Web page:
Celebrating 200 Years: the Royal Cornwall Museum comes to life!

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It is damp and dreary but I have been looking forward to today for months so I was going to be put off. Walking up the granite steps into the museum I was immediately stuck by how bright everything looks. And how busy, my favourite little museum had really come alive!

I have been going to the Royal Cornwall Museum since the 1980s. I think every person I know who went to school in Cornwall has been taken to see the Egyptian mummy at some point. Since those school trips I have continued to visit regularly, to use the library, to hunt down an object I have read about or to attend a talk. But today really felt like a new chapter.

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The hard work of the past few months has paid off. All the familiar displays have been rejigged and reanimated somehow. They are better lit and there’s now plenty of fascinating interactive displays, things to handle, to get the mine racing – young or old. But by far the highlight for me was the new World Wide Wonders Exhibition in the quiet Treffry Gallery.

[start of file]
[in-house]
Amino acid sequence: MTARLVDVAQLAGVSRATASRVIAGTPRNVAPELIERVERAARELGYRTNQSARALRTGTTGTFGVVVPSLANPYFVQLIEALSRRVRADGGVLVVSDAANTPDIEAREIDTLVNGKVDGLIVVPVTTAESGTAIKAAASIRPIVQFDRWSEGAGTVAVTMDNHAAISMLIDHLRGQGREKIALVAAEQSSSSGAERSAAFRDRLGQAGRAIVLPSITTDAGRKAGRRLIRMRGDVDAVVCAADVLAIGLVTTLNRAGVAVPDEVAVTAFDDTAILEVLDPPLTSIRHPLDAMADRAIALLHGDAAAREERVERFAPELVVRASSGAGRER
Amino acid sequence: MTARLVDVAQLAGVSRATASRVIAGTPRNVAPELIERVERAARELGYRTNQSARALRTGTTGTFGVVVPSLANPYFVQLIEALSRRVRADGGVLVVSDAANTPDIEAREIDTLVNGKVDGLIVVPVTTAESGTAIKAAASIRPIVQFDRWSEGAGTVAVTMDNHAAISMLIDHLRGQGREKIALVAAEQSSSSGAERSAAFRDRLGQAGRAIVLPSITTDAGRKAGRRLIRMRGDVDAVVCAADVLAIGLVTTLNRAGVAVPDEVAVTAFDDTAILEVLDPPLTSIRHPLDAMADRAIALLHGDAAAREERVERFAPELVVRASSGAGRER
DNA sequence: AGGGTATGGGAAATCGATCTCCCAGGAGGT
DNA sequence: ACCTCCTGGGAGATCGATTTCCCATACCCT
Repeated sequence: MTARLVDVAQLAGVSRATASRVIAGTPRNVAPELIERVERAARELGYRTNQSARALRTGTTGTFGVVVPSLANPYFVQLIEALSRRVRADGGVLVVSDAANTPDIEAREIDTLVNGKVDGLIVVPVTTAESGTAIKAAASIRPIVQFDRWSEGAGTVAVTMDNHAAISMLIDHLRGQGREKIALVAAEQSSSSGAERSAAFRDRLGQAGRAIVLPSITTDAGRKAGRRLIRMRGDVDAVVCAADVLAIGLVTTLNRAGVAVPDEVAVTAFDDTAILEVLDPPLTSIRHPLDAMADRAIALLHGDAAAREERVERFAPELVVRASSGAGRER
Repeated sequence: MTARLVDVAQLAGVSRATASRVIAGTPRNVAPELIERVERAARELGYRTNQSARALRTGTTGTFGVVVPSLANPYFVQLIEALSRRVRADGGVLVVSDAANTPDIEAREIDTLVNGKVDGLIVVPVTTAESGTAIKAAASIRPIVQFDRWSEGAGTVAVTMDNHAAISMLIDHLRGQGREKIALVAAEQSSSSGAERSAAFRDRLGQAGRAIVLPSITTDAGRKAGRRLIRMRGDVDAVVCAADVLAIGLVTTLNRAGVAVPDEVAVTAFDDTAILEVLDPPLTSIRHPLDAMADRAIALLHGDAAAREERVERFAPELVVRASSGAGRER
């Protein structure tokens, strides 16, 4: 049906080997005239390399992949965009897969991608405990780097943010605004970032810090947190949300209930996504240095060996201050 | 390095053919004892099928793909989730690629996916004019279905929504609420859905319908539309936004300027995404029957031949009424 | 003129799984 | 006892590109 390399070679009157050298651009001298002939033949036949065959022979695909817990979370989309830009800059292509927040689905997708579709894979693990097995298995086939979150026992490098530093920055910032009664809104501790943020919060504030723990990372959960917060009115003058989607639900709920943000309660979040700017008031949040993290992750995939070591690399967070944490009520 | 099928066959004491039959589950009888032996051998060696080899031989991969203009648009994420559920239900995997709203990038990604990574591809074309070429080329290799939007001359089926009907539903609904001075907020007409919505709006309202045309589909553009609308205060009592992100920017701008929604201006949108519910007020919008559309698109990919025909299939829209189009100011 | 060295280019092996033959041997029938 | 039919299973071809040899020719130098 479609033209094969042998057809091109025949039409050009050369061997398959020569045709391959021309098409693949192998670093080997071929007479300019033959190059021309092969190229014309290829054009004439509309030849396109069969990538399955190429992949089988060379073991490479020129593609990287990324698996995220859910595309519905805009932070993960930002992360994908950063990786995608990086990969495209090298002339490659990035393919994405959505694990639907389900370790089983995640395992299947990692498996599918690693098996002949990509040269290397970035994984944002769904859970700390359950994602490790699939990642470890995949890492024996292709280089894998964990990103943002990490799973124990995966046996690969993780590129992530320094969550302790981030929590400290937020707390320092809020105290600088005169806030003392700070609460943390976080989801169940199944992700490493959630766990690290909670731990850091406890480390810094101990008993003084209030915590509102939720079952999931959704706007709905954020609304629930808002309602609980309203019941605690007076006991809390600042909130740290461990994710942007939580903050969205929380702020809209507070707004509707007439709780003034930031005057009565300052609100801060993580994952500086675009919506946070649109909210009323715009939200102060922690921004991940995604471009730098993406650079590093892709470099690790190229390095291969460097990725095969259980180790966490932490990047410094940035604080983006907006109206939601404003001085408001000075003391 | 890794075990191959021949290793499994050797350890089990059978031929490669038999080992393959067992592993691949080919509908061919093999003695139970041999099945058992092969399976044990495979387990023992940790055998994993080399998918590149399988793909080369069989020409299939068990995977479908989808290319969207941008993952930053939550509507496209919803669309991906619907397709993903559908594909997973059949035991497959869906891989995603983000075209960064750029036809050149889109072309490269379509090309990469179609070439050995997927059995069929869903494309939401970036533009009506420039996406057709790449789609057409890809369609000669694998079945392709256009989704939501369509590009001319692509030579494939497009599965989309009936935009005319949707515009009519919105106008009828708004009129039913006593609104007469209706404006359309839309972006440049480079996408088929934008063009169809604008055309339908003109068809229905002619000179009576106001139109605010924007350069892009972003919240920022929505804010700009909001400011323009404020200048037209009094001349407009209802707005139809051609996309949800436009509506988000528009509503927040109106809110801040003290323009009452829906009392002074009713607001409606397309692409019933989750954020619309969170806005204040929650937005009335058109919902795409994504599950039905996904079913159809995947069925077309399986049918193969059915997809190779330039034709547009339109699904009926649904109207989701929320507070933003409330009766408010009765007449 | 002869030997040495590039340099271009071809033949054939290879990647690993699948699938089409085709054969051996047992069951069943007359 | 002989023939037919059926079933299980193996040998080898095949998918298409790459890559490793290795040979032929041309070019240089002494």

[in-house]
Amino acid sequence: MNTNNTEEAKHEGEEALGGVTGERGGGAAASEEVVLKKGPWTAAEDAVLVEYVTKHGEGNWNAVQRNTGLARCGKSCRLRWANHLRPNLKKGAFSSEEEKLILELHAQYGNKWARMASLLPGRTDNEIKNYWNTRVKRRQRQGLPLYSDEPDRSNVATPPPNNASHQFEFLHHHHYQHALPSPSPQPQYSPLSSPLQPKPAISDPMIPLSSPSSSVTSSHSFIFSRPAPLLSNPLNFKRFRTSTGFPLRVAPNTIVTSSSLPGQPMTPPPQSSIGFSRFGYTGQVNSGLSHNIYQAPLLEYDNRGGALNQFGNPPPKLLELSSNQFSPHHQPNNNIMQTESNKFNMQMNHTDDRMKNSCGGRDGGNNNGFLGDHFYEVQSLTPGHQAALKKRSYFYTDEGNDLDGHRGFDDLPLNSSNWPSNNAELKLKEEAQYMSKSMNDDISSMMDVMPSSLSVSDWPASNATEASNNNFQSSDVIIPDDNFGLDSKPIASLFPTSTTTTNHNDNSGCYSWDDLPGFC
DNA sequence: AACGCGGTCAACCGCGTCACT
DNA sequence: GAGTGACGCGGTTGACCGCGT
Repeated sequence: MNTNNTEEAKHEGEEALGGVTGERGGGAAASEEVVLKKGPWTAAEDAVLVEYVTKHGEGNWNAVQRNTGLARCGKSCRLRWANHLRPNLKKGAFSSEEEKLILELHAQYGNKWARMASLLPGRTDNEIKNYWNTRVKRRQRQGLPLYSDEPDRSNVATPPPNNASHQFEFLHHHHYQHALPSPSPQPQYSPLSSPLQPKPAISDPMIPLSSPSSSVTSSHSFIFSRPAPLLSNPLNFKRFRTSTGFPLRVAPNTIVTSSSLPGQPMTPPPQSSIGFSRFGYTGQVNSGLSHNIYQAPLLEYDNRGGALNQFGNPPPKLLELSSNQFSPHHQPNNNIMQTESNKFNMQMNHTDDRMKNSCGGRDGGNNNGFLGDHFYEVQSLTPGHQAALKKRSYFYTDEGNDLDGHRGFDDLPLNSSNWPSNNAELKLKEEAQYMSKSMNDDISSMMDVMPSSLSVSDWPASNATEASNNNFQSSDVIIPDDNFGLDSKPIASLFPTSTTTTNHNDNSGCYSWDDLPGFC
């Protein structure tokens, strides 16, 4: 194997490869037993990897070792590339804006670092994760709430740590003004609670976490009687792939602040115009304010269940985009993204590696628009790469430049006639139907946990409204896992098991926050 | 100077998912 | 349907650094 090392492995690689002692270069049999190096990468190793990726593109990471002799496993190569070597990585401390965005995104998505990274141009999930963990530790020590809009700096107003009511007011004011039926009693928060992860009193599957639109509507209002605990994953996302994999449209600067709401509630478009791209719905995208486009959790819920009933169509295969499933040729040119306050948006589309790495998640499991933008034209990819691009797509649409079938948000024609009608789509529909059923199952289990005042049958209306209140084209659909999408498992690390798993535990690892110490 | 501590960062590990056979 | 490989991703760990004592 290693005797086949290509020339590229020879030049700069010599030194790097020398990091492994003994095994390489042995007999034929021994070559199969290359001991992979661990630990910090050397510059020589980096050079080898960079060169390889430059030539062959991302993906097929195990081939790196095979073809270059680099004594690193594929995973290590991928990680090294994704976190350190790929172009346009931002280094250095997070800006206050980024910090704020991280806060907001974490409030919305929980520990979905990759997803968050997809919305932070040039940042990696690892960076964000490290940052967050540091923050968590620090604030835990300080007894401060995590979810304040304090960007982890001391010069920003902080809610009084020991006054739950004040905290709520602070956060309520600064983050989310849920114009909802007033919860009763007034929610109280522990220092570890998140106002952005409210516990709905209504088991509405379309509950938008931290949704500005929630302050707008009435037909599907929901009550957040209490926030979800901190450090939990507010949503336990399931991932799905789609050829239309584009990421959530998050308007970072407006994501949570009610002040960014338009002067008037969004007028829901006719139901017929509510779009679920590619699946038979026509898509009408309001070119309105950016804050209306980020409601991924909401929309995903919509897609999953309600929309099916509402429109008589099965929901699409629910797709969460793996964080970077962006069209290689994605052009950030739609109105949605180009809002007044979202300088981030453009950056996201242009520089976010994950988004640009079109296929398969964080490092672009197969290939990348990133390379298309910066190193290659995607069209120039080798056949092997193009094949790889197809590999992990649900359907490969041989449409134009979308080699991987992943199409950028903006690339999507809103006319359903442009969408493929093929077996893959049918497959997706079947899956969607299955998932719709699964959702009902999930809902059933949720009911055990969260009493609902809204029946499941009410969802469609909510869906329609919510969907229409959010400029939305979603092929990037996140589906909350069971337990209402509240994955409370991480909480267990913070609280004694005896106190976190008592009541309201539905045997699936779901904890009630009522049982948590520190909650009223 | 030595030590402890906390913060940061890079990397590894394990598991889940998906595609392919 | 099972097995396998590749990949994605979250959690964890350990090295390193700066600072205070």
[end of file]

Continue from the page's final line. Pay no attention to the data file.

This room, usually reserved for functions, was an absolute joy. The room is filled with objects that the museum has had for hundreds of years in some cases and have never been put on display to the public before. Objects from every corner of the globe, brought back by adventurous Cornish men and women who made dangerous or ground-breaking journeys in to the unknown.

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There were objects from China and Tonga, India and Africa. A huge leg bone from the extinct Giant Moa bird of New Zealand, a tribal mask from Sierra Leone, a golden wedding coat from Albania and a magnificent wooden battle club from Fiji. Glass cabinets display collections from Papua New Guinea, China and the Navajo tribes of the US. Each object has a fascinating story to tell, of its origins, how it arrived where it is and the collector who brought it there.

Another highlight for me was the new Spotlight Gallery where you can discover the secret life of some of the objects in the museum’s care. With an estimated 321,000 items to look after only a tiny percentage are able to be seen at any one time and it is a huge task restoring, documenting and safely storing so many precious items of history.